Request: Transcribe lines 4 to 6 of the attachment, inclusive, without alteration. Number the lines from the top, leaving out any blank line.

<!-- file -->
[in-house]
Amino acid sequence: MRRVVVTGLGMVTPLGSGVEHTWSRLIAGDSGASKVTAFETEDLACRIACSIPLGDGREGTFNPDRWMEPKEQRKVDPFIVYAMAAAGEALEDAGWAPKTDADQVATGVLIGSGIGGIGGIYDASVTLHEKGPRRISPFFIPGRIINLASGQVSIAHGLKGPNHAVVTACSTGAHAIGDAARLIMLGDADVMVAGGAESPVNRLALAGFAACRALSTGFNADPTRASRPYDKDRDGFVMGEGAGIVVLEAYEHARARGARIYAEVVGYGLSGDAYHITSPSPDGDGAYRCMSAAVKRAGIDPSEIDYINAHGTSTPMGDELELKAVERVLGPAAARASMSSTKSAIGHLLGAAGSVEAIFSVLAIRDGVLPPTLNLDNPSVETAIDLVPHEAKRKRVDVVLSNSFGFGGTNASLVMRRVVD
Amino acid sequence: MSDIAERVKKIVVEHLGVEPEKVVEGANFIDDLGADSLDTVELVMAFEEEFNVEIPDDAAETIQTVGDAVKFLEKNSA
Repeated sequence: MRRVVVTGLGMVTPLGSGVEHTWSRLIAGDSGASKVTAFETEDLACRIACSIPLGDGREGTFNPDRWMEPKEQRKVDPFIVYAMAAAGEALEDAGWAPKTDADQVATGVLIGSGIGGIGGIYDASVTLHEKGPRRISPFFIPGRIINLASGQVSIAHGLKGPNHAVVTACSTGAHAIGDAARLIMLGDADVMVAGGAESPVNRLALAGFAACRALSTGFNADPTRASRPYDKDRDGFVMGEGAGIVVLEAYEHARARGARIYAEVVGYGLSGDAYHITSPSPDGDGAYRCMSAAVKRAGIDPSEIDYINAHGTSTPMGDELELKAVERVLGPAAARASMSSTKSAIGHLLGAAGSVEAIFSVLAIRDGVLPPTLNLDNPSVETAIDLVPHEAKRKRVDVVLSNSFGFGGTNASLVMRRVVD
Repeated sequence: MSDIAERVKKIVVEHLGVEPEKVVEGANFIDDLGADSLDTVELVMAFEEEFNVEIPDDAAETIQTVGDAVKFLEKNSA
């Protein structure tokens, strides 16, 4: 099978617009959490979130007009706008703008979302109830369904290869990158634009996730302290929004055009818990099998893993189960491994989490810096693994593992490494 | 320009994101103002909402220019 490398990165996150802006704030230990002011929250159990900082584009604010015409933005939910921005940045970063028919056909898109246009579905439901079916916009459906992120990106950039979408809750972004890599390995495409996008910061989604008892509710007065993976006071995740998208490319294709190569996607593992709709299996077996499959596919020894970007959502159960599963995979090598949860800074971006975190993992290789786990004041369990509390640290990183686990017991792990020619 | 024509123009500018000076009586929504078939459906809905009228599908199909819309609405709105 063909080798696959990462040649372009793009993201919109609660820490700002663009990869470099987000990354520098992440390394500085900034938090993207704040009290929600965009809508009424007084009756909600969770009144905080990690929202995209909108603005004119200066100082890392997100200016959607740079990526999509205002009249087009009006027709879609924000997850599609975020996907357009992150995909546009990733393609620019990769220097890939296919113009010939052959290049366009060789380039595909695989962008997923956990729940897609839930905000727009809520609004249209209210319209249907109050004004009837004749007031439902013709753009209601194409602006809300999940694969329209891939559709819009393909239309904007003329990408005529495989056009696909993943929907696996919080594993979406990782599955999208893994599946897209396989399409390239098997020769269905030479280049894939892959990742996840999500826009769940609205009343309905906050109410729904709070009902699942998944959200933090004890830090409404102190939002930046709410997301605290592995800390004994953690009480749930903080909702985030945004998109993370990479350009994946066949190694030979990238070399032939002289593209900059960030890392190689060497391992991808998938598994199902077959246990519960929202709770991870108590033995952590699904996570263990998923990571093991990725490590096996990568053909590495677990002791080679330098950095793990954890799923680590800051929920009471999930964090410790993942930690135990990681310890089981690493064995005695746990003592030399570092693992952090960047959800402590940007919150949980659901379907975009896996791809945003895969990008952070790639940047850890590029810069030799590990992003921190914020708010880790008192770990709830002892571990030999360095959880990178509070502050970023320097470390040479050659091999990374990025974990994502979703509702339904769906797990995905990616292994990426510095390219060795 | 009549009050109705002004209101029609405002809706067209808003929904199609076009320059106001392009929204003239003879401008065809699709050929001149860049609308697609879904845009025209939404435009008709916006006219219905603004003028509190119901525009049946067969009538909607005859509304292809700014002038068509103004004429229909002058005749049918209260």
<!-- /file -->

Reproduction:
Repeated sequence: MRRVVVTGLGMVTPLGSGVEHTWSRLIAGDSGASKVTAFETEDLACRIACSIPLGDGREGTFNPDRWMEPKEQRKVDPFIVYAMAAAGEALEDAGWAPKTDADQVATGVLIGSGIGGIGGIYDASVTLHEKGPRRISPFFIPGRIINLASGQVSIAHGLKGPNHAVVTACSTGAHAIGDAARLIMLGDADVMVAGGAESPVNRLALAGFAACRALSTGFNADPTRASRPYDKDRDGFVMGEGAGIVVLEAYEHARARGARIYAEVVGYGLSGDAYHITSPSPDGDGAYRCMSAAVKRAGIDPSEIDYINAHGTSTPMGDELELKAVERVLGPAAARASMSSTKSAIGHLLGAAGSVEAIFSVLAIRDGVLPPTLNLDNPSVETAIDLVPHEAKRKRVDVVLSNSFGFGGTNASLVMRRVVD
Repeated sequence: MSDIAERVKKIVVEHLGVEPEKVVEGANFIDDLGADSLDTVELVMAFEEEFNVEIPDDAAETIQTVGDAVKFLEKNSA
């Protein structure tokens, strides 16, 4: 099978617009959490979130007009706008703008979302109830369904290869990158634009996730302290929004055009818990099998893993189960491994989490810096693994593992490494 | 320009994101103002909402220019 490398990165996150802006704030230990002011929250159990900082584009604010015409933005939910921005940045970063028919056909898109246009579905439901079916916009459906992120990106950039979408809750972004890599390995495409996008910061989604008892509710007065993976006071995740998208490319294709190569996607593992709709299996077996499959596919020894970007959502159960599963995979090598949860800074971006975190993992290789786990004041369990509390640290990183686990017991792990020619 | 024509123009500018000076009586929504078939459906809905009228599908199909819309609405709105 063909080798696959990462040649372009793009993201919109609660820490700002663009990869470099987000990354520098992440390394500085900034938090993207704040009290929600965009809508009424007084009756909600969770009144905080990690929202995209909108603005004119200066100082890392997100200016959607740079990526999509205002009249087009009006027709879609924000997850599609975020996907357009992150995909546009990733393609620019990769220097890939296919113009010939052959290049366009060789380039595909695989962008997923956990729940897609839930905000727009809520609004249209209210319209249907109050004004009837004749007031439902013709753009209601194409602006809300999940694969329209891939559709819009393909239309904007003329990408005529495989056009696909993943929907696996919080594993979406990782599955999208893994599946897209396989399409390239098997020769269905030479280049894939892959990742996840999500826009769940609205009343309905906050109410729904709070009902699942998944959200933090004890830090409404102190939002930046709410997301605290592995800390004994953690009480749930903080909702985030945004998109993370990479350009994946066949190694030979990238070399032939002289593209900059960030890392190689060497391992991808998938598994199902077959246990519960929202709770991870108590033995952590699904996570263990998923990571093991990725490590096996990568053909590495677990002791080679330098950095793990954890799923680590800051929920009471999930964090410790993942930690135990990681310890089981690493064995005695746990003592030399570092693992952090960047959800402590940007919150949980659901379907975009896996791809945003895969990008952070790639940047850890590029810069030799590990992003921190914020708010880790008192770990709830002892571990030999360095959880990178509070502050970023320097470390040479050659091999990374990025974990994502979703509702339904769906797990995905990616292994990426510095390219060795 | 009549009050109705002004209101029609405002809706067209808003929904199609076009320059106001392009929204003239003879401008065809699709050929001149860049609308697609879904845009025209939404435009008709916006006219219905603004003028509190119901525009049946067969009538909607005859509304292809700014002038068509103004004429229909002058005749049918209260």